1.Calibration and linearity test: Probescope attatched with computer. Traces taken at various RPM to find calibration points and variation for both the Sunpro reference tach and the Corsa tach:
Note: This test was done before the Corsa tach's meter movement was balanced, and this is obvious in the results in that it reads about the same amount low below 3000 RPM (mid scale, vertical needle) that it reads high above 3000 RPM. Note that the Sunpro tach exagerates the true value between 1000 and 4000 RPM, and that the corsa tach loses its expected optimism between 5500 and 6000 RPM. This prompted further study:
2. Movement linearity measurement: I had observed in earlier testing that the tachometer seemed to have good linearity from 500-3000 rpm (better than the much more modern and complex Sunpro), and had worse linearity from 5000-6000 rpm. I suspected that this was due to a capacitive charge pumping phenomonon I'd observed on the oscilloscope plots at the higher RPMs. To confirm my theory I tested the one other likely cause of such alinearity: the meter movement.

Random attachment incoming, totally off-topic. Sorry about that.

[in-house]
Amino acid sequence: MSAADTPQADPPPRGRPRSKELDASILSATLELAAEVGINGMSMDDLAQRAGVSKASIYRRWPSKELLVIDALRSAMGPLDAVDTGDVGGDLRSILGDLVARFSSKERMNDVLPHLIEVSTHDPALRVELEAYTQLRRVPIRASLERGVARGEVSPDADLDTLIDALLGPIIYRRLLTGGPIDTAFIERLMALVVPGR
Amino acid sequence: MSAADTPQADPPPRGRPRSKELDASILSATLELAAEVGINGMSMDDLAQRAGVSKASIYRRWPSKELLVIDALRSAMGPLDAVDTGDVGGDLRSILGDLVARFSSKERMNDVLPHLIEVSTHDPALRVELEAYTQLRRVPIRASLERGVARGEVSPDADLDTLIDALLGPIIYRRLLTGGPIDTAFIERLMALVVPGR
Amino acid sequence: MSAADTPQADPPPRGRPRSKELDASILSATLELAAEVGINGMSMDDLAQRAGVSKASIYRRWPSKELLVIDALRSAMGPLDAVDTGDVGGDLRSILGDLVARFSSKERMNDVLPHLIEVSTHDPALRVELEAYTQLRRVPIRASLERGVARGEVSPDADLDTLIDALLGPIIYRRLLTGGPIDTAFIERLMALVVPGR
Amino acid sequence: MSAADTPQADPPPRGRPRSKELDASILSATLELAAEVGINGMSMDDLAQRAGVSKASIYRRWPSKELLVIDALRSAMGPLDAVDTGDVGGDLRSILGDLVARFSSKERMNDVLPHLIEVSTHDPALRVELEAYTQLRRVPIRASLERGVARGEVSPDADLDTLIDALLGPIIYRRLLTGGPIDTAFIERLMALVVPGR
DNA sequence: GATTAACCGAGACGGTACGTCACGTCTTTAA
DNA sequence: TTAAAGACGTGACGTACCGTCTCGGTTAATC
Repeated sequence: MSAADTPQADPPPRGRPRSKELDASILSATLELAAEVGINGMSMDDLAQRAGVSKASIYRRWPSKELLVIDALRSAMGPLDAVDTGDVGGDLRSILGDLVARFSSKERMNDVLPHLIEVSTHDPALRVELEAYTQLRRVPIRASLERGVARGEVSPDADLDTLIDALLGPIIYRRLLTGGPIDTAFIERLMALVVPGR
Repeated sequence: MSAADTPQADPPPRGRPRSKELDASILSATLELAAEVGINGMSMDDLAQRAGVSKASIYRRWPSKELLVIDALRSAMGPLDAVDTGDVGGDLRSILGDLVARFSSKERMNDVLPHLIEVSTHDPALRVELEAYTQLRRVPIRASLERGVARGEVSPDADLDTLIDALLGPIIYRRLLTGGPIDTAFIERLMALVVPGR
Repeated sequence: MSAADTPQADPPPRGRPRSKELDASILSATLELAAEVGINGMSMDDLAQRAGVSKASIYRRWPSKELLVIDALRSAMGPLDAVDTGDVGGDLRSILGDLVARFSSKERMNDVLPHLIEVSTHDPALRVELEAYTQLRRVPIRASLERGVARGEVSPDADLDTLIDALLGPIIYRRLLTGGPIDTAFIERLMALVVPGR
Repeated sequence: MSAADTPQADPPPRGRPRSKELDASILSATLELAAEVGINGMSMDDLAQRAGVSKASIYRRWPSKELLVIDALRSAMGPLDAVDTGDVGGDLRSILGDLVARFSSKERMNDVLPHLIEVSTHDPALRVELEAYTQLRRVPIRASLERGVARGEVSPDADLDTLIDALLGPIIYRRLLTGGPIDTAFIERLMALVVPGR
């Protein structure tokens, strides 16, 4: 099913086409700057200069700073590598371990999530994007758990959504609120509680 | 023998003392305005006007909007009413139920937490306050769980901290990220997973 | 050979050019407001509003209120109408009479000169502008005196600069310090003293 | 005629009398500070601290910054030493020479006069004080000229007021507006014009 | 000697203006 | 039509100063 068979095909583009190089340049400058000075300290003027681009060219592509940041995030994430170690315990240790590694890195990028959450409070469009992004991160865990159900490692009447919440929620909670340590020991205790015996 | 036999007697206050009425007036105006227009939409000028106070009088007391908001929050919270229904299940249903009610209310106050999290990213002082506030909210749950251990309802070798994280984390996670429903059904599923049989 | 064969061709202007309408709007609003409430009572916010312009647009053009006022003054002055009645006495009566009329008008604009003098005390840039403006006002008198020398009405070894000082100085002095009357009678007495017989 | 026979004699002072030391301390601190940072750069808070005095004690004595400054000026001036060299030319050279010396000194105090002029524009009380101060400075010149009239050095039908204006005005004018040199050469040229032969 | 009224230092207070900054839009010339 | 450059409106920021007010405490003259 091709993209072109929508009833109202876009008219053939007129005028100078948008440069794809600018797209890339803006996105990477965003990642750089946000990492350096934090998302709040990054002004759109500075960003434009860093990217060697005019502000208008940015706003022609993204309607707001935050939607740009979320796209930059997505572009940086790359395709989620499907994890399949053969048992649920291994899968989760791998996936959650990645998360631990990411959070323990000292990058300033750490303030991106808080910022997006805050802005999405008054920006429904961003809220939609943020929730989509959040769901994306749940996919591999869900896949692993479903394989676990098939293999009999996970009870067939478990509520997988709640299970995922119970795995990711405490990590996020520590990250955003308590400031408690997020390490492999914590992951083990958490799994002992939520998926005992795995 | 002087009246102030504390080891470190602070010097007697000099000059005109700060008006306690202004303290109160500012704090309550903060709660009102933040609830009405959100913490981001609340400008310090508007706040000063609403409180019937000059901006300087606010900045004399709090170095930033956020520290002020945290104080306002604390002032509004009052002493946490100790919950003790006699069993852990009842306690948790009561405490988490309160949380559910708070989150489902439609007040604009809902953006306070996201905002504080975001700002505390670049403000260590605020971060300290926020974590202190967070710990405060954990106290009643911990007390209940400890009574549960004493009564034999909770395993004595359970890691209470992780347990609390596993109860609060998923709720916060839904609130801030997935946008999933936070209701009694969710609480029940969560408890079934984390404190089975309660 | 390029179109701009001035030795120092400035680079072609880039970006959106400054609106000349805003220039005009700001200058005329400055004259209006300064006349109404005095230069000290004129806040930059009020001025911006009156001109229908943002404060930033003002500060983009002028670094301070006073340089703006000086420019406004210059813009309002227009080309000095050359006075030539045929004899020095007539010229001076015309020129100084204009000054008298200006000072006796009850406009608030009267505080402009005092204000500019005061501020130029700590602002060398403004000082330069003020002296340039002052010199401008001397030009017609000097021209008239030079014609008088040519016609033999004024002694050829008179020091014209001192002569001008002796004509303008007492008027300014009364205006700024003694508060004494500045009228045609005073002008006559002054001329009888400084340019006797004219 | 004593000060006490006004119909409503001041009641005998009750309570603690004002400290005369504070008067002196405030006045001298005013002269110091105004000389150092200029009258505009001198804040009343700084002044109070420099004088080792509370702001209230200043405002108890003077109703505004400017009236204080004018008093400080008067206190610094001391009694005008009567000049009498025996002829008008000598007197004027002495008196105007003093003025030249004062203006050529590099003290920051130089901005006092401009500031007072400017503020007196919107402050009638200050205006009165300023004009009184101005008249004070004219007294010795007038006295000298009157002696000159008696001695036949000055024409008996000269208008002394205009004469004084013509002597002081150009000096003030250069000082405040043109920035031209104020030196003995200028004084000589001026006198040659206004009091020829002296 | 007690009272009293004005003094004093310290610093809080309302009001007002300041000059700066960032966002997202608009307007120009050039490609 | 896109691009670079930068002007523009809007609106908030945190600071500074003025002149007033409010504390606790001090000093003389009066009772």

I disconnected the meter movement from my sample 1966 Corsa tachometer in good repair. I balanced the movement, which was somewhat needle-heavy. I then measured the current required to cause a particular amount of meter deflection. The results are impressive, though not unbelievable given the torsion spring system and balancing system used.
Note that right at the limit of range some alinearity creeps in, but it's between 5900 and 6000 RPM indicated--not normally an area of particular concern to Corvair owners using the original tachometer. More to the point, the alinearity observed in the response curve has little to do with the meter's response.
Here are some ProbeScope data plots from the tach:
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